Thursday, May 05, 2011

It's time to grade your asthma action plan

So I guess if I were to review my asthma action plan and grade myself on how well I adhered to my doctor's recommendations, I'd have to give myself a A+. The main reason is that I've been able to keep my asthma under control without the need for any unscheduled doctor visits since 1997.

My Asthma Action Plan is a bit unique, and perhaps even simpler, than the ones recommended by most asthma experts. Mine does not involve my doctor, and generally incorporates vigilance and common sense.

Myplan pretty much consists of the following:

  • Take my asthma controller medicines daily

  • Avoid my asthma triggers as best I can
  • Monitor my asthma symptoms
  • Play it by ear
I have to do it this way because I know me. I know I will never keep a diary. I know I won't do a peak flow on a regular basis, and even if I do I won't remember my personal best anyway. That's me. I know me. I know how I function. And catering your asthma action plan to YOU is what it's all about.

It's about controlling your asthma so YOU can live a normal life. What I wrote above is what I do to maintain control of my asthma based on what I know about myself. And for the most part, it's worked like a charm for 14 years.

I can do better, as we all can do better. Yet one of the main problems I encounter is I like to live a normal life, and I like to, well, clean my basement for example. And I know that most people, myself included, become rapt in certain project they enjoy and want to work until they get the job done.

Yet as an asthmatic I cannot do that. I know If I get rapt, and I don't pay attention to the early warning signs of asthma, and I just keep on a working on cleaning my basement, I will have trouble breathing for the next couple weeks. It will be a major set back. The job will never get done.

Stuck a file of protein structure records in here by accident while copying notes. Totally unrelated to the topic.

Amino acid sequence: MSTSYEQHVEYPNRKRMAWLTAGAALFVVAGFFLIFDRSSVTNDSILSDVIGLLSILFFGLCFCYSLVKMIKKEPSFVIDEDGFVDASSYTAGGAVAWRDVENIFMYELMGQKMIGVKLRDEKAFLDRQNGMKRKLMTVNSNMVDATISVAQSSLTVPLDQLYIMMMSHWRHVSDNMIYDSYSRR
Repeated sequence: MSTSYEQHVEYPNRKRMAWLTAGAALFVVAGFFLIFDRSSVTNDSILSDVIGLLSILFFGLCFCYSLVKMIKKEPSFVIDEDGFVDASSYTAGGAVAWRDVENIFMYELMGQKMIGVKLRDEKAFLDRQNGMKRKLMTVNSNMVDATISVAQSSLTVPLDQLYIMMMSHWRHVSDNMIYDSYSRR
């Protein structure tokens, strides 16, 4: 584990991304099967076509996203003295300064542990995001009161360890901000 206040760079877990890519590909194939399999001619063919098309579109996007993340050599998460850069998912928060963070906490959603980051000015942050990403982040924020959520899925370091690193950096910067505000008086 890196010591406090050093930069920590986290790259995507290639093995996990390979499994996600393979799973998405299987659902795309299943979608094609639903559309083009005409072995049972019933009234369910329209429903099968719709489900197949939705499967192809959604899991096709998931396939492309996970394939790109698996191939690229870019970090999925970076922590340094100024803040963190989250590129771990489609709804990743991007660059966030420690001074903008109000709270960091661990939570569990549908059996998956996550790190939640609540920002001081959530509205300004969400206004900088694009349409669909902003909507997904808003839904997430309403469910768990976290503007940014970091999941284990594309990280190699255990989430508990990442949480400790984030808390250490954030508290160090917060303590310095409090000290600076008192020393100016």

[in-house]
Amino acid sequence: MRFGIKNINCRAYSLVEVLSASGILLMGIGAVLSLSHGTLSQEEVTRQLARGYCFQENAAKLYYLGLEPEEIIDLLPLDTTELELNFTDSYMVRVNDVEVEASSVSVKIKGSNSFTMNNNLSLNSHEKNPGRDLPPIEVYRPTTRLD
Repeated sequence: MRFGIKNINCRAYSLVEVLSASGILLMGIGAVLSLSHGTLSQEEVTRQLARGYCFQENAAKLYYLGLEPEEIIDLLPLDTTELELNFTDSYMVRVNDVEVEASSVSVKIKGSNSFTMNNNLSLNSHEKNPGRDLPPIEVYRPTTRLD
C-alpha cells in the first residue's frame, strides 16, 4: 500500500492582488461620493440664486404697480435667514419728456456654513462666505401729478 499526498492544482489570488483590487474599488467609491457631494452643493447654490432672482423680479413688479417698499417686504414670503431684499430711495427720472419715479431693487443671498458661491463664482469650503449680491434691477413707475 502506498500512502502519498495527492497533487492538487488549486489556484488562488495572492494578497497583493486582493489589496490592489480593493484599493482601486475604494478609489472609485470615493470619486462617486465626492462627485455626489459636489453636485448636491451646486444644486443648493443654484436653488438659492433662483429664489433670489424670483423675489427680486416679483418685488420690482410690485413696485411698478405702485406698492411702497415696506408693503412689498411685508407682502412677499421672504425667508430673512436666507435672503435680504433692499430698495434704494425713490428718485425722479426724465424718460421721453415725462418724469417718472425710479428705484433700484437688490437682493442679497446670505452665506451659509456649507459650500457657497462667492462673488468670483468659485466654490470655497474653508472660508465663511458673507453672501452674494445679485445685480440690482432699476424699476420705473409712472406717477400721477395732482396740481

So I have learned that a better method, even though it is hard for me to do, is to limit myself to 30 minutes on any given day involved in any project in my basement. Once thirty minutes is up I have to be done. I have to quit at the 30 minute mark. My wife too has to understand that projects entrusted to me might take a while.

You see, if you have asthma you have to make adjustments in your life. You have to do what you need to do to live a normal life the way you see it.

I ask you, my readers, to review your asthma action plans and grade yourself on how well you're doing. What's that? You don't have an asthma action plan? Well it's time you invent one.

You ideally should work with your doctor, and I have done that in the past. Yet as an adult perhaps you'll find you're better at doing one on my own. After all, YOU know yourself better than anyone.

Do you give yourself an A grade? Keep up the good work. Do you give yourself a B? A C? Perhaps you guys should refocus on self-management and consider identifying a “personal champion” for encouragement and support.

Any F’s? Perhaps you should wisit their doctor to reassess your asthma action plan and determine whether alternate treatment options would be better for controlling YOUR asthma. And don't feel bad if you grade yourself an F, because we all start out there -- I did too.

As you learn about yourself, and your illness, you'll learn, perhaps, how to adjust your asthma action plan to your personality.

To learn how to create an asthma action plan click here.

Download Printable Action Plan by clicking here

(May is Asthma Awareness month, and May 3 is asthma awareness day. For more information about asthma, check out the Centers for Disease Control and Prevention/ Asthma.)

1 comment:

  1. I never bother with an asthma action plan because even if my peek flow is low like in the 50-70% range my O2 saturation is always fine and I can't get people to believe that I can breath. I had one doctor once that actually had the brains to listen to my breathing instead of just looking at a pulse ox. Brilliant right! So since I avoid doctors help anyawy I never thoguth it necessary to follow an asthma action plan.